So, the formatting errors… I actually contacted the author and he wrote me a very nice PM telling me that he had a giveaway through Bookbub with some 30,000 downloads, with all the Kindle versions containing the formatting errors, but not the ePubs. I can understand that through some mistake an older file containing proofreading notes and formatting errors ends up in an e-book.
So, if you have one of these screwed up Severance Kill e-books, maybe you can get a new corrected file through Manage my Kindle. Or you can just ignore the typos, missing quotes and strike-through sentences. And overlook the awkward prose when a sick woman running up the steps is ‘ignoring the complaints from her unaccustomed knees’ and operatives being ‘linked up telephonically’.
However, I pointed out that there were many more mistakes unrelated to the formatting issue. Mr. Stevens didn’t show any interest in my feedback, so I’ll just put them in my review.
On the whole, the book was well-written. I had some trouble with the start of the book, where Calvary is getting his ass kicked out of a fourth-floor apartment, manages to keep from falling to his death, and gets back into the apartment to finish the target. The target, who first puts up a fight and almost finishes Calvary, suddenly retreats into his apartment, where the target suddenly changes into a weakling.
Calvary crouches in front of the sitting target, lays a hand on either side of the man’s face and kills him with a crack… So what did Calvary do? Break his neck? Let’s just say, don’t believe the action movies you’ve seen about how easy it is to break someone’s neck. The author is a doctor with the National Health Service, so he might be hesitant to give an exact blow-by-blow on how to break someone’s neck, but to break someone’s neck while crouched in front of him and holding his ears is quite a challenge.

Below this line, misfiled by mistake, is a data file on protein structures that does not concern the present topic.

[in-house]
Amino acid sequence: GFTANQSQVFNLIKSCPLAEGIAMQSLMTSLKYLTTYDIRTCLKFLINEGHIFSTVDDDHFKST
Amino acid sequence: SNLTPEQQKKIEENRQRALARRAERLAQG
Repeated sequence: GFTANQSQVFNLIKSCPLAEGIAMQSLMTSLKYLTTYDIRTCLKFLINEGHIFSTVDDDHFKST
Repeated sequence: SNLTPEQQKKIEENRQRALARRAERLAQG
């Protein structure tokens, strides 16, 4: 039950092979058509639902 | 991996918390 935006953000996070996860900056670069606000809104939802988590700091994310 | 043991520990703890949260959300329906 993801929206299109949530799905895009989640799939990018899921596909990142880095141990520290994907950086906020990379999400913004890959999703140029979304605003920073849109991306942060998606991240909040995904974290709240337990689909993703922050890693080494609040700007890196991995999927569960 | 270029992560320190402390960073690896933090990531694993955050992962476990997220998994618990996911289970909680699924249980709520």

After that, Calvary gets blackmailed into doing a last job in Prague, where he reminisces about his past kills. And I almost put the book down.
Because Calvary reminisces about electrocuting a target in his bathtub. By throwing a battery-operated transistor radio into the bath. The death of the target is horrifying. “Crackles and screams, churning mix of water and blood and effluent, like a shark’s attack” and the victim dies with a rictus of agony and a hand clawing the air.
Impressive, if it wasn’t that a battery-operated transistor radio tossed in a bathtub will not have a sufficiently high charge to electrocute a human being. I could start a whole explanation about the milliamps used by transistor radio and how many transistor radios would have to be submerged in your bath to tickle your heart into the high frequency fatal fluttering of a heart attack, but even then the victim will not flail about like they are chewing on a high voltage wire.
And while I can understand someone emptying their bowels when they are electrocuted, how exactly does all that blood get in the water? And what makes the water churn? Not the two 9V batteries in the transistor radio, I can tell you.
If killing someone by tossing a battery-operated transistor radio into their baths would work, lots of disgruntled housewives would be buying battery-operated transistor radios…
With my bullshit radar now on full alert I read on.
Calvary relieves someone of his semi-automatic pistol and thumbs the safety before he slips it in his pocket. When he takes the pistol from his pocket a few pages later and hands it to someone, the pistol turns out to be a Glock 17. And Glocks have not safety to be thumbed. The safety of the Glock is a small ‘second trigger’ inside the trigger.